I am going to Trust the Plan, even though I feel like no storm is coming yet. And here I mean only my highly personal investment plan, as usual. And that's exactly the reason why I immediately fixed profit on all my stakes in NVIDIA (NVDA), without regrets or hesitations, as soon as I saw the quotes above $950 this Monday. I was honest with you when underlining a few points to give you the nearest market perspective on NVIDIA in my previous post last week, including that smart investors may launch profit taking without having to wait for $1000 per share. This was precisely what's happening. However, it doesn't mean that the entire rally is over. Some "too popular" assets came running ahead, including the highly bloated NVIDIA and other stocks like Elly Lilly (LLY), maybe Broadcom (AVGO) or Ferrari (RACE). Yet, even those stocks are still able to provide positive spring surprises, as the broader AI engine is still hot and running well, while the S&P 500 barometer continues to climb further.

Many of the recent developments could only confirm this bullish point of view. First, another cloud company is shining, this time it is Oracle (ORCL) which soared by double digits to follow its forward guidance after solid quarterly numbers. Second, large players of the segment like Microsoft (MSFT) and Amazon (AMZN) quickly added between 2% to 3% on the news, while Crowdstrike (CRWD) even bounced more than 4.5% from its dips. Then, the share price of NVIDIA climbed about 5% soon after the opening bell on Wall Street on March 12 to return slightly above $900 again. And finally, the S&P 500 futures tried to go higher and then managed to hold last week's gains at least, ignoring fresh and persistent US consumer inflation data.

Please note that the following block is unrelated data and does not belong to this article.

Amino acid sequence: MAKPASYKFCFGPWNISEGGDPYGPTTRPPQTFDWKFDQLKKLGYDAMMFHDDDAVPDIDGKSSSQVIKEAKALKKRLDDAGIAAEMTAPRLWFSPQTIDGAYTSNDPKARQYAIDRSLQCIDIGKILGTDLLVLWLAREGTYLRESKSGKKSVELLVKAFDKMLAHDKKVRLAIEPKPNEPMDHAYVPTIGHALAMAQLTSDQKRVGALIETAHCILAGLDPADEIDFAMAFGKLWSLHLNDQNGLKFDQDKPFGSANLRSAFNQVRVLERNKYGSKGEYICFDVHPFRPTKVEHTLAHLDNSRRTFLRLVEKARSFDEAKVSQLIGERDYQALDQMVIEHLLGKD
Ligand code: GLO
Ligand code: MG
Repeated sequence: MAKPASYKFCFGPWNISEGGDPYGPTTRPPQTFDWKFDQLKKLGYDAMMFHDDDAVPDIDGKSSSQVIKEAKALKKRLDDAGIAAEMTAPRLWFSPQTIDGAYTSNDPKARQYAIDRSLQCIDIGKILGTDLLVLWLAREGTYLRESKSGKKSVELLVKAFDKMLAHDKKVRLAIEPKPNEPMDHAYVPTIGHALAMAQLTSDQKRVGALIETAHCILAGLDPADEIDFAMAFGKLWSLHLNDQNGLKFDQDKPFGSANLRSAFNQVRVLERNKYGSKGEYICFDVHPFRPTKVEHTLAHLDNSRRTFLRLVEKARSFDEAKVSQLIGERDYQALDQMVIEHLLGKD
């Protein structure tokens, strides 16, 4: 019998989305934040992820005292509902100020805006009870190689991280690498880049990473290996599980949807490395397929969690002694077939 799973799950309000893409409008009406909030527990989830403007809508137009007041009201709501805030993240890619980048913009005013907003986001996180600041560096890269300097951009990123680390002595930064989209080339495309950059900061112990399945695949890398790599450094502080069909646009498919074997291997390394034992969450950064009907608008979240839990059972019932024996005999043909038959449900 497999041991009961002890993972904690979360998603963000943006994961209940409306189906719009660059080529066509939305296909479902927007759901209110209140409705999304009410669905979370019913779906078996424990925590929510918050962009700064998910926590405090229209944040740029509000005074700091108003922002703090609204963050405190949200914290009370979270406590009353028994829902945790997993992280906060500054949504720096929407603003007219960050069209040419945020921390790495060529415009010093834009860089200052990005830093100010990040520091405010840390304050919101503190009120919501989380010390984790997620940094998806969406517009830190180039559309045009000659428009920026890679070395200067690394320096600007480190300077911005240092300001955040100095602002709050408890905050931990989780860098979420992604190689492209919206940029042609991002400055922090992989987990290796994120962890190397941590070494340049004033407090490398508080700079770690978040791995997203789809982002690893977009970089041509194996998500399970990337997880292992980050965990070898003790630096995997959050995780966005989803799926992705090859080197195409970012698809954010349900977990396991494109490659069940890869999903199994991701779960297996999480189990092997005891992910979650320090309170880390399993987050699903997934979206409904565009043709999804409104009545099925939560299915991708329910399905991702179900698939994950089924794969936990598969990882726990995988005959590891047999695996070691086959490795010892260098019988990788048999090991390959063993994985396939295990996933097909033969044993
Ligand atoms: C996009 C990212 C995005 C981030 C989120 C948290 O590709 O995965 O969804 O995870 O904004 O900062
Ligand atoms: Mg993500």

The so-called "core" index of consumer prices, without food and fuel components, only cooled from 3.9% to 3.8% YoY, which was above consensus expectations of larger declines, and it came at 0.4% MoM. The headline number was also 0.4% MoM and 3.2% YoY, vs 3.1% notched a month ago. Potentially bad news for rate cuts prospective, and therefore no good at all for keeping the sentiment still bullish. This cut of inflation cards may unfavourably shift the timing of Federal Reserve's first dovish moves, yet the Wall Street crowd showed it doesn't care too much. So, it is still probably ready to find refuge from inflation headwinds in shares, rather than in bonds, and so will I.